What will the code below output to the console and why?

  var a = b = 3;

console.log("a defined? " + (typeof a !== 'undefined'));
console.log("b defined? " + (typeof b !== 'undefined'));

Since both a and b are defined within the enclosing scope of the function, and since the line they are on begins with the var keyword, most JavaScript developers would expect typeof a and typeof b to both be undefined in the above example.

However, that is not the case. The issue here is that most developers incorrectly understand the statement var a = b = 3; to be shorthand for:

var b = 3; var a = b;

But in fact, var a = b = 3; is actually shorthand for:

b = 3; var a = b;

As a result (if you are not using strict mode), the output of the code snippet would be:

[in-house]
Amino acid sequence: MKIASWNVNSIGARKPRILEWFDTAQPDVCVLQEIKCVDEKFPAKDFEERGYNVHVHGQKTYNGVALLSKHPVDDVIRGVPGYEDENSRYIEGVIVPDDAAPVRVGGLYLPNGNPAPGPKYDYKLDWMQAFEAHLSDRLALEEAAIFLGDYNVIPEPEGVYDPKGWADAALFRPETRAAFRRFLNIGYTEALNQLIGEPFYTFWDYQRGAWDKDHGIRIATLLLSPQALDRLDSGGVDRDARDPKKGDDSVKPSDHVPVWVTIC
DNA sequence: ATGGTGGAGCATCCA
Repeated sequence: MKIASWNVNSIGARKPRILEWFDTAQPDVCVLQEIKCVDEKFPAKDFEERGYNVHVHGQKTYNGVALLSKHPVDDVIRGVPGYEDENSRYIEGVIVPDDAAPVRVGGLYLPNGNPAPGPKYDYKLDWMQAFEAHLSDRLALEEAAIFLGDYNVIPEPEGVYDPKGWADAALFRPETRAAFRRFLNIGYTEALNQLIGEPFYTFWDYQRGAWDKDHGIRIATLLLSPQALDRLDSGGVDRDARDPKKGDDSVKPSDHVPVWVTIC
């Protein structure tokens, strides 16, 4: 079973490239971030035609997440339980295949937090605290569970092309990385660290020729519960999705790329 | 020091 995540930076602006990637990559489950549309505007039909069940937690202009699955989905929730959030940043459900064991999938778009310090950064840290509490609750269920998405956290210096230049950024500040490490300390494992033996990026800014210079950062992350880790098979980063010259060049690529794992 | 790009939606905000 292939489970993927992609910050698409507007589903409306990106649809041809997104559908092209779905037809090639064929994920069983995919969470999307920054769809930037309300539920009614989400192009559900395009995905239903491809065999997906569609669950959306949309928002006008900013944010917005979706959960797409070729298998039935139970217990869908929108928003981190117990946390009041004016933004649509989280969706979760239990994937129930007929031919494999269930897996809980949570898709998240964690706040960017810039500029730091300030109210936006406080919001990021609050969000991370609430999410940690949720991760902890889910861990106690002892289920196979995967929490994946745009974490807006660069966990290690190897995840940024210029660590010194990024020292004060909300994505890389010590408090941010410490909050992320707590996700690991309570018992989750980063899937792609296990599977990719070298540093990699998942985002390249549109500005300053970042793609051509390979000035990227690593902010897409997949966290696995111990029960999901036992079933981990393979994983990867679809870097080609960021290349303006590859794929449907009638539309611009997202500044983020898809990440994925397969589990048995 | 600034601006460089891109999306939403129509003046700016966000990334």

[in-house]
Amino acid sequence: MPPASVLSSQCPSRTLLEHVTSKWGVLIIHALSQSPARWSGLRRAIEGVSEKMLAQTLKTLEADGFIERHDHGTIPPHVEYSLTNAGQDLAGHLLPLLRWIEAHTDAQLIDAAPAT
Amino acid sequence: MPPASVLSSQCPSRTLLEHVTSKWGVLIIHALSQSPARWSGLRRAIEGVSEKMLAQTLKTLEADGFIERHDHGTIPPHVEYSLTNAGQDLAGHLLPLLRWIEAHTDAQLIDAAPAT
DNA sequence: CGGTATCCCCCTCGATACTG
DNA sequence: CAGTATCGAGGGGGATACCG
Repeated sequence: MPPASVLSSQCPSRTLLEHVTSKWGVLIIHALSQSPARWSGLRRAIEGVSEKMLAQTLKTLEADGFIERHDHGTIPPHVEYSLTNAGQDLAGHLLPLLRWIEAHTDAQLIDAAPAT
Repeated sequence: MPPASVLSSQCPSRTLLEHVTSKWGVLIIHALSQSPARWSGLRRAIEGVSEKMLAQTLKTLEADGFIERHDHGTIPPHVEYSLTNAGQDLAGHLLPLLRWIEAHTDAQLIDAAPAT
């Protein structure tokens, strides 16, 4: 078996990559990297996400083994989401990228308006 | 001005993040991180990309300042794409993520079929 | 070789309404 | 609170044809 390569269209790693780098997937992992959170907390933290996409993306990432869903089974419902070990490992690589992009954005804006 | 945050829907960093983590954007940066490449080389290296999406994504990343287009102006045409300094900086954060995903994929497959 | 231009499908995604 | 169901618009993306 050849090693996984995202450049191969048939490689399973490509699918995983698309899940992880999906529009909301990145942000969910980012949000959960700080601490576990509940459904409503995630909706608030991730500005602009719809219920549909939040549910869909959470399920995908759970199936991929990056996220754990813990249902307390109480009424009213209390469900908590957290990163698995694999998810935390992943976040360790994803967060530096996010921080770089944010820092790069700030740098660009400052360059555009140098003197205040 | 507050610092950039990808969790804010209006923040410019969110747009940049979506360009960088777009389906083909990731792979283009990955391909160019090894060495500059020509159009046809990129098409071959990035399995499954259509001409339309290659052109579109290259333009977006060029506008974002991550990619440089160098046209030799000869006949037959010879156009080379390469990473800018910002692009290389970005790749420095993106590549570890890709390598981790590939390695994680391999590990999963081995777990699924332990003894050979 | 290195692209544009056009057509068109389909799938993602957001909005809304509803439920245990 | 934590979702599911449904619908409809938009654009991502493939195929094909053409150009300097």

a defined? false
b defined? true

But how can b be defined outside of the scope of the enclosing function? Well, since the statement var a = b = 3; is shorthand for the statements b = 3; and var a = b;, b ends up being a global variable (since it is not preceded by the var keyword) and is therefore still in scope even outside of the enclosing function.

Note that, in strict mode (i.e., with use strict), the statement var a = b = 3; will generate a runtime error of ReferenceError: b is not defined, thereby avoiding any headfakes/bugs that might othewise result. (Yet another prime example of why you should use use strict as a matter of course in your code!)

Source: toptal.com

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